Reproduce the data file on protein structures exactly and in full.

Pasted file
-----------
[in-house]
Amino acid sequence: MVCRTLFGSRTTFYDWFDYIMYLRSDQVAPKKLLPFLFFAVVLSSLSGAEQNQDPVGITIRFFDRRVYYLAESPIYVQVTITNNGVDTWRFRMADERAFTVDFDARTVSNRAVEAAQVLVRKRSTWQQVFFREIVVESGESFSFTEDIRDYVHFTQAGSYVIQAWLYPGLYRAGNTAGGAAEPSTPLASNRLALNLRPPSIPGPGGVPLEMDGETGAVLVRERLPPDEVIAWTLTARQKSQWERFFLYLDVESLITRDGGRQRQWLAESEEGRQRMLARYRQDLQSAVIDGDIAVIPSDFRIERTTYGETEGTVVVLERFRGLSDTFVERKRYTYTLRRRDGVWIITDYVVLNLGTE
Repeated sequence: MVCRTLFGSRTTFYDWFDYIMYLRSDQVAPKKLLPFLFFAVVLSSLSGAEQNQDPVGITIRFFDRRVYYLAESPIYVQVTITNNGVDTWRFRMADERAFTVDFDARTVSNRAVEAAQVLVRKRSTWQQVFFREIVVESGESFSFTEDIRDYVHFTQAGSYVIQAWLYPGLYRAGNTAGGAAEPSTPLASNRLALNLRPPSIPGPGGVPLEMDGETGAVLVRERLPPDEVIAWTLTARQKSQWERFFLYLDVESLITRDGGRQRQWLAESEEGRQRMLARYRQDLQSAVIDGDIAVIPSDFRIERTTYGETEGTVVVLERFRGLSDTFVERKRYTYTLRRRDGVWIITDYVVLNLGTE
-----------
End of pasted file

[in-house]
Amino acid sequence: MVCRTLFGSRTTFYDWFDYIMYLRSDQVAPKKLLPFLFFAVVLSSLSGAEQNQDPVGITIRFFDRRVYYLAESPIYVQVTITNNGVDTWRFRMADERAFTVDFDARTVSNRAVEAAQVLVRKRSTWQQVFFREIVVESGESFSFTEDIRDYVHFTQAGSYVIQAWLYPGLYRAGNTAGGAAEPSTPLASNRLALNLRPPSIPGPGGVPLEMDGETGAVLVRERLPPDEVIAWTLTARQKSQWERFFLYLDVESLITRDGGRQRQWLAESEEGRQRMLARYRQDLQSAVIDGDIAVIPSDFRIERTTYGETEGTVVVLERFRGLSDTFVERKRYTYTLRRRDGVWIITDYVVLNLGTE
Repeated sequence: MVCRTLFGSRTTFYDWFDYIMYLRSDQVAPKKLLPFLFFAVVLSSLSGAEQNQDPVGITIRFFDRRVYYLAESPIYVQVTITNNGVDTWRFRMADERAFTVDFDARTVSNRAVEAAQVLVRKRSTWQQVFFREIVVESGESFSFTEDIRDYVHFTQAGSYVIQAWLYPGLYRAGNTAGGAAEPSTPLASNRLALNLRPPSIPGPGGVPLEMDGETGAVLVRERLPPDEVIAWTLTARQKSQWERFFLYLDVESLITRDGGRQRQWLAESEEGRQRMLARYRQDLQSAVIDGDIAVIPSDFRIERTTYGETEGTVVVLERFRGLSDTFVERKRYTYTLRRRDGVWIITDYVVLNLGTE